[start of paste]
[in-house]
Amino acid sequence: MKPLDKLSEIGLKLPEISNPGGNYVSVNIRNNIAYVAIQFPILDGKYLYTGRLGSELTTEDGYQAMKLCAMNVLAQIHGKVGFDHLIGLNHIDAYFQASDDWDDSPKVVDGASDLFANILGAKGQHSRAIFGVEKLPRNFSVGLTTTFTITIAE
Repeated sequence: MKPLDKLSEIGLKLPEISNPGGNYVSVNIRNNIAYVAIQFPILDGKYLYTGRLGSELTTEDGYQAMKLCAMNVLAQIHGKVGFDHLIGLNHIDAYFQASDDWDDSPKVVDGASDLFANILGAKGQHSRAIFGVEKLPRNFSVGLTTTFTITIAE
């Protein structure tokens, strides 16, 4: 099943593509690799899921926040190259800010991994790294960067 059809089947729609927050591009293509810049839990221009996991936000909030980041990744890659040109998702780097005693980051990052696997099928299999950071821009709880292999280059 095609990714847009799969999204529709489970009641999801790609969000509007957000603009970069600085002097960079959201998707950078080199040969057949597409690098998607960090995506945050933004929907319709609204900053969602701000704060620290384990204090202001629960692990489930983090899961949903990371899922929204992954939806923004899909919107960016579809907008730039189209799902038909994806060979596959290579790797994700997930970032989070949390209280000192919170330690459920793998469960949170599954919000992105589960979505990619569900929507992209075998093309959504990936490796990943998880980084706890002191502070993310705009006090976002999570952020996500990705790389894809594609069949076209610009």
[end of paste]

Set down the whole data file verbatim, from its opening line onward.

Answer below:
[in-house]
Amino acid sequence: MKPLDKLSEIGLKLPEISNPGGNYVSVNIRNNIAYVAIQFPILDGKYLYTGRLGSELTTEDGYQAMKLCAMNVLAQIHGKVGFDHLIGLNHIDAYFQASDDWDDSPKVVDGASDLFANILGAKGQHSRAIFGVEKLPRNFSVGLTTTFTITIAE
Repeated sequence: MKPLDKLSEIGLKLPEISNPGGNYVSVNIRNNIAYVAIQFPILDGKYLYTGRLGSELTTEDGYQAMKLCAMNVLAQIHGKVGFDHLIGLNHIDAYFQASDDWDDSPKVVDGASDLFANILGAKGQHSRAIFGVEKLPRNFSVGLTTTFTITIAE
């Protein structure tokens, strides 16, 4: 099943593509690799899921926040190259800010991994790294960067 059809089947729609927050591009293509810049839990221009996991936000909030980041990744890659040109998702780097005693980051990052696997099928299999950071821009709880292999280059 095609990714847009799969999204529709489970009641999801790609969000509007957000603009970069600085002097960079959201998707950078080199040969057949597409690098998607960090995506945050933004929907319709609204900053969602701000704060620290384990204090202001629960692990489930983090899961949903990371899922929204992954939806923004899909919107960016579809907008730039189209799902038909994806060979596959290579790797994700997930970032989070949390209280000192919170330690459920793998469960949170599954919000992105589960979505990619569900929507992209075998093309959504990936490796990943998880980084706890002191502070993310705009006090976002999570952020996500990705790389894809594609069949076209610009």